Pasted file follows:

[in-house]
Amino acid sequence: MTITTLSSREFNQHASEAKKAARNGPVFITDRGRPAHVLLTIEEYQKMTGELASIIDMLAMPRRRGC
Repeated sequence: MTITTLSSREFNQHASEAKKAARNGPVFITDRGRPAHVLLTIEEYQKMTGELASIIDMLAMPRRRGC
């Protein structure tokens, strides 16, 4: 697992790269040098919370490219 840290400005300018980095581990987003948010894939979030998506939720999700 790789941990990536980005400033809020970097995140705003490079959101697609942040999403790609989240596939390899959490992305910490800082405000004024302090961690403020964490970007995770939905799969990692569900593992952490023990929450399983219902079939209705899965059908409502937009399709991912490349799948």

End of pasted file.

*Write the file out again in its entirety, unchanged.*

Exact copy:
[in-house]
Amino acid sequence: MTITTLSSREFNQHASEAKKAARNGPVFITDRGRPAHVLLTIEEYQKMTGELASIIDMLAMPRRRGC
Repeated sequence: MTITTLSSREFNQHASEAKKAARNGPVFITDRGRPAHVLLTIEEYQKMTGELASIIDMLAMPRRRGC
């Protein structure tokens, strides 16, 4: 697992790269040098919370490219 840290400005300018980095581990987003948010894939979030998506939720999700 790789941990990536980005400033809020970097995140705003490079959101697609942040999403790609989240596939390899959490992305910490800082405000004024302090961690403020964490970007995770939905799969990692569900593992952490023990929450399983219902079939209705899965059908409502937009399709991912490349799948």